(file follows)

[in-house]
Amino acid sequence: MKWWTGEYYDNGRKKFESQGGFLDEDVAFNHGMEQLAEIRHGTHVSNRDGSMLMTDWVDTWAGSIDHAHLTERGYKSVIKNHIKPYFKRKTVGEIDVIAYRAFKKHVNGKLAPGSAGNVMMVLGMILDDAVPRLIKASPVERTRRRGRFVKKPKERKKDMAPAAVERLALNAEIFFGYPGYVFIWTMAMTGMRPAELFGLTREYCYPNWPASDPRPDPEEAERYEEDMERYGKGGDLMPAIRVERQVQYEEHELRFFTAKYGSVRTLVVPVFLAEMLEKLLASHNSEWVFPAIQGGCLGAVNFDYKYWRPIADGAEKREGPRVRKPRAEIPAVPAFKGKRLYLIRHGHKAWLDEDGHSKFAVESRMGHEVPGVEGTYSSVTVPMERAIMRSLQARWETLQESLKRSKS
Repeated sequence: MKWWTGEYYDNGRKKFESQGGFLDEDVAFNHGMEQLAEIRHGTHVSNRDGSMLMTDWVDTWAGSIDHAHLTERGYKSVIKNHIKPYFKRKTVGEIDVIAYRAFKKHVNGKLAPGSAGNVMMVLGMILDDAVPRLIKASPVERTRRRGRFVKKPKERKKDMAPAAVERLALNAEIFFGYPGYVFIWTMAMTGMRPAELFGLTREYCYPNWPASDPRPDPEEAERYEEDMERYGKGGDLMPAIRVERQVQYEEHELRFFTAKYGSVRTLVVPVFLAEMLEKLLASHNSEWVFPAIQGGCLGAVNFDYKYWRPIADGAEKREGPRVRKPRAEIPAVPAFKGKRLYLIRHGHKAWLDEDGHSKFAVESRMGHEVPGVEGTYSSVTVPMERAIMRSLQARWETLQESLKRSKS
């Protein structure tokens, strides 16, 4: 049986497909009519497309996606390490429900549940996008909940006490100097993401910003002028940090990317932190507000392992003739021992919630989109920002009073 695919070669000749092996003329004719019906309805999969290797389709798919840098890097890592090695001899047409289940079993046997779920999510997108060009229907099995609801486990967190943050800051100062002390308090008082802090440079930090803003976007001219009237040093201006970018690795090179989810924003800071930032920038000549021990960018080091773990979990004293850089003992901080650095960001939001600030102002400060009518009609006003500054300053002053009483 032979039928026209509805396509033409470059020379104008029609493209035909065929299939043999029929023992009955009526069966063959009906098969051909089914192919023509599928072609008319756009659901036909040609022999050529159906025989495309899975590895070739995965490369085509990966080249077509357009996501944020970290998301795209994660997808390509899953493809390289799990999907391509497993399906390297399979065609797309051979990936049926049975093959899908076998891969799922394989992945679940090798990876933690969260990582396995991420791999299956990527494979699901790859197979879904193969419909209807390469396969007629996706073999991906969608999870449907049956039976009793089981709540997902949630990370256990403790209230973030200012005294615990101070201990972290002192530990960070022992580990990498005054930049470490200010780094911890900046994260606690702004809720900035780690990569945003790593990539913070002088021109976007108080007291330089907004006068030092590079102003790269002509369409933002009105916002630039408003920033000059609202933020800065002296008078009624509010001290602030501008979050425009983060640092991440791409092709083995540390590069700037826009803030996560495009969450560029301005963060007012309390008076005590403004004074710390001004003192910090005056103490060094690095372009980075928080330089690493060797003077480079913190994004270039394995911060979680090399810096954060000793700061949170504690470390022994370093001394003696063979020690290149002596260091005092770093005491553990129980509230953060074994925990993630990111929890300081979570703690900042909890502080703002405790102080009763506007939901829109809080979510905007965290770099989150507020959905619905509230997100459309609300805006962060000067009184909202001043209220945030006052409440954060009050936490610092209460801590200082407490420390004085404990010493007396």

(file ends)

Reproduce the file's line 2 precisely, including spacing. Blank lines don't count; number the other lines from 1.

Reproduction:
Amino acid sequence: MKWWTGEYYDNGRKKFESQGGFLDEDVAFNHGMEQLAEIRHGTHVSNRDGSMLMTDWVDTWAGSIDHAHLTERGYKSVIKNHIKPYFKRKTVGEIDVIAYRAFKKHVNGKLAPGSAGNVMMVLGMILDDAVPRLIKASPVERTRRRGRFVKKPKERKKDMAPAAVERLALNAEIFFGYPGYVFIWTMAMTGMRPAELFGLTREYCYPNWPASDPRPDPEEAERYEEDMERYGKGGDLMPAIRVERQVQYEEHELRFFTAKYGSVRTLVVPVFLAEMLEKLLASHNSEWVFPAIQGGCLGAVNFDYKYWRPIADGAEKREGPRVRKPRAEIPAVPAFKGKRLYLIRHGHKAWLDEDGHSKFAVESRMGHEVPGVEGTYSSVTVPMERAIMRSLQARWETLQESLKRSKS